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A.J. Green Looking For A Big 2020 And Beyond In Stripes

A.J. Green is off to the races.
A.J. Green is off to the races.

A.J. Green officially closed the Green-Dalton Era on Friday and began the Age of A.J. & Joe when the Bengals best player signed the franchise tender to secure his statesman's place in new franchise quarterback Joe Burrow's first training camp.

Before NFL owners convened on Friday to hammer out the camp details for a league coping with the coronavirus pandemic, Green opted to sign a one-year deal for nearly $18 million that the Bengals hope is a pre-cursor to a longer, career-ending deal that can't be negotiated until after the season.

So does Green. After discussions this week with Bengals head coach Zac Taylor, executive vice president Katie Blackburn and agent Ben Dogra, he said, "We're all in a good place." They couldn't beat the Wednesday deadline for an extension, but Green thinks they may have got something if there hadn't been a pandemic.

"I've got the same mindset. I want to play another four years and I hope to retire as a Bengal," said Green, before joining his wife for a day on a lake near their Atlanta home. "There were never harsh words. I understand there's a business side of it. For me, I just want to play football."

Green says the team has told him they also want him to retire a Bengal "many times. I just have to stay healthy and put some great football on tape and go from there. It will work itself out. I'm just happy to get back into Zac's system."

No one ever thought that Green, the consummate pro heading into his 10th season, would hold out. He's not only looking to jump-start a career that was on the fast track to Canton before missing what amounts to the last 24 games with toe and ankle injuries, but he's all in on the move to Burrow after playing with Andy Dalton his entire career.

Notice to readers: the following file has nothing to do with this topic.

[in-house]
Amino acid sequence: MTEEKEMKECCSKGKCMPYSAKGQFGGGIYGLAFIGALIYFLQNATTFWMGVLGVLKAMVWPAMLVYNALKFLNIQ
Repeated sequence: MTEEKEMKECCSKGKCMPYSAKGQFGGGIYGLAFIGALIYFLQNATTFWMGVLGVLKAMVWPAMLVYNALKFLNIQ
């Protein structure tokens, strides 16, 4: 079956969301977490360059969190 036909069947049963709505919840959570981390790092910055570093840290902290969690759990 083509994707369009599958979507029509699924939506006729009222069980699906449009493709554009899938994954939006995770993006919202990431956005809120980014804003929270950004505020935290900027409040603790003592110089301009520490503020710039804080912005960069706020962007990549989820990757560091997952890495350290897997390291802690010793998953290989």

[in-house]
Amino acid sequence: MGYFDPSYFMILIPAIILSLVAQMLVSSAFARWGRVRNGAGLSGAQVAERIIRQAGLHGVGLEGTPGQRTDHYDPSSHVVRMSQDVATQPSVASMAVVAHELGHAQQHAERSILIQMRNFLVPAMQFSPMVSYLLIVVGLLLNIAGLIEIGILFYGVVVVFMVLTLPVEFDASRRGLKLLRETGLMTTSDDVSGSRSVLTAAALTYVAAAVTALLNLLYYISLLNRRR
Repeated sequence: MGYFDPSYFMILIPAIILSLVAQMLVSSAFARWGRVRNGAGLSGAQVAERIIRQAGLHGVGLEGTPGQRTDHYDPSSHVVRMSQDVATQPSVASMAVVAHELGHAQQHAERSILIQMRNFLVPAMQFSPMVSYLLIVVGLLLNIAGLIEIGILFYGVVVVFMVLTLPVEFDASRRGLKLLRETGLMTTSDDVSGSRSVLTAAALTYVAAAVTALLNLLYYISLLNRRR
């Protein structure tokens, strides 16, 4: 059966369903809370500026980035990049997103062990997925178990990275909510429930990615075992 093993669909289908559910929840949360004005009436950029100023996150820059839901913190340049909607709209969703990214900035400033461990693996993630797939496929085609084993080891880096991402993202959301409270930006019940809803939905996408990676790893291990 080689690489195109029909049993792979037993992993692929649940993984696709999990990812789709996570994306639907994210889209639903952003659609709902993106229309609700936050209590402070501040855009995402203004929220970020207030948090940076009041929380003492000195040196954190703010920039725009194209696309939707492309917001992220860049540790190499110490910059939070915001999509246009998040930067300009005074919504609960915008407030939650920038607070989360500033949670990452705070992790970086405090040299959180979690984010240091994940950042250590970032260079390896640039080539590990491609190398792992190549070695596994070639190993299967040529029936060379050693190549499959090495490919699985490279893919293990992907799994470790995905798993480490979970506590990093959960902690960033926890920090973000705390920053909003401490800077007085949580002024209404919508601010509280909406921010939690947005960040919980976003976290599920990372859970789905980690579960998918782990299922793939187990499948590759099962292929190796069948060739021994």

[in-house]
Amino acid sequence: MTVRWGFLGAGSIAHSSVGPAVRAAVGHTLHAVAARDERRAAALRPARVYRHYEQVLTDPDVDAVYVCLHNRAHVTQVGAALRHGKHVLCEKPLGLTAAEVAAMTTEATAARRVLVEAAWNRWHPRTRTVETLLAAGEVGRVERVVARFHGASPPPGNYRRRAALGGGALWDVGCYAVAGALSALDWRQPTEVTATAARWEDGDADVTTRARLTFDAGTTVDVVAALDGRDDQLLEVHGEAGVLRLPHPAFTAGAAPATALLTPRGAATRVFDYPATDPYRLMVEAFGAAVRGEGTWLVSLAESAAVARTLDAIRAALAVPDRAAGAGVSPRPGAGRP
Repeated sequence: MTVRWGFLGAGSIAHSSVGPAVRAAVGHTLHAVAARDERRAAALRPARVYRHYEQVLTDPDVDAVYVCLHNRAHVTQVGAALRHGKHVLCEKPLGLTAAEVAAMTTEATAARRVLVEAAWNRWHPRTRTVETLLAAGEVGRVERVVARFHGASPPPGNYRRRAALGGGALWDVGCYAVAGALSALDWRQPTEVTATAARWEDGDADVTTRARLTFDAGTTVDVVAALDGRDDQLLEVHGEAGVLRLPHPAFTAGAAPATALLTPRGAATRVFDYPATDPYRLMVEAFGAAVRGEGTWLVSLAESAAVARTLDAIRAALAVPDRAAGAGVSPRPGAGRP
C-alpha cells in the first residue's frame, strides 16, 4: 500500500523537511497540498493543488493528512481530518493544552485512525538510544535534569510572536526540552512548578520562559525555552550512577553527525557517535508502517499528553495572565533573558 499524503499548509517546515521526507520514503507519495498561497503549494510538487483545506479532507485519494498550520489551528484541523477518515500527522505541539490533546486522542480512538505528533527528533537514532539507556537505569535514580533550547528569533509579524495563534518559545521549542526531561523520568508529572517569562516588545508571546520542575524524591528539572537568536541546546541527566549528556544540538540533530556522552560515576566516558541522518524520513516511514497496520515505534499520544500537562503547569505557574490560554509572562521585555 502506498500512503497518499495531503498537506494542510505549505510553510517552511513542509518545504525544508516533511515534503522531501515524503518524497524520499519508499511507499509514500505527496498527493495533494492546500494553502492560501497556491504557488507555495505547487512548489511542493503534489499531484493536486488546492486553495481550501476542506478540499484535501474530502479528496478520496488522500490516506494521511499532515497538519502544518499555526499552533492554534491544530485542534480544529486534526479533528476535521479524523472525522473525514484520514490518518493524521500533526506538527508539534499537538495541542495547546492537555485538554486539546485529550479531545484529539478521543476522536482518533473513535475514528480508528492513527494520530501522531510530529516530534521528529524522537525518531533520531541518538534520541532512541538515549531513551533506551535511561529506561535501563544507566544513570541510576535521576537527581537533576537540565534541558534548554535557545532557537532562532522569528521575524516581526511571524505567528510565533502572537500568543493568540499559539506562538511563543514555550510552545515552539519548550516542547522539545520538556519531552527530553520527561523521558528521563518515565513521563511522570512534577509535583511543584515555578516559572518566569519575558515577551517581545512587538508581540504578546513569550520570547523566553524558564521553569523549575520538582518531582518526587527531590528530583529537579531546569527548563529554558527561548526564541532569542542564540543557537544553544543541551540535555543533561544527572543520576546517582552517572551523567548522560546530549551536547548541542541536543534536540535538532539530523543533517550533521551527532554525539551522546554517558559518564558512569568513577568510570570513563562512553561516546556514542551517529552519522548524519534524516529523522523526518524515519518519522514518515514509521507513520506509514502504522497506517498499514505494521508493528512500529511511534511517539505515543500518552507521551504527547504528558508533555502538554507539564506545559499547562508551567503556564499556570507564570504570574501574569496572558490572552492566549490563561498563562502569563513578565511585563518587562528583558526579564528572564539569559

"I'm very excited about it," Green said. "I was blessed to have Andy all these years. I've seen Joe's body of work. I'm just happy to be healthy."

Green, who turns 32 on the last day of the month, gives Burrow one of the game's great receivers with career totals of 602 catches and 63 touchdowns. Among overall No. 1 picks who were quarterbacks since the common draft in 1967, only Kyler Murray last season had a more prolific wide receiver than Green in Larry Fitzgerald.

"I've watched him the last two years in the SEC. He beat up my Bulldogs a couple of times," Green said of Burrow back in May. "He's one of the best. With his attitude toward the game, the adversity he went through to get to where he is, you've got to appreciate that from a guy who's been an underdog to being an (overall) No. 1 draft pick and Heisman Trophy winner. You have to respect his grind and his process the way he goes about his business each day."

In what has to be music to the ears of Bengaldom, Green says the torn ankle ligaments that wiped out all of his 2019 season have been healed long enough that he's been running routes since February. He has been catching balls from Florida quarterback Emory Jones and had hoped to join Burrow and some other receivers for a throwing session in Cincinnati earlier this month that got cancelled for fear of spreading the virus.

With veterans tentatively scheduled to report July 28, Green is ready for the virus and plans to play through it. But not with a face shield.

"I can barely breathe with a visor," Green said. "They're trying to put a plan in place, but it's out of our control. We can do our best, but you really can't control this thing until we actually get a vaccine. Basketball's trying to make it work and as they go we can learn from them. I feel like you can't run from it. That would be tough, not being able to play. I understand the safety reason. We're still debating about kids going to school. There are going to be a lot of things up in the air."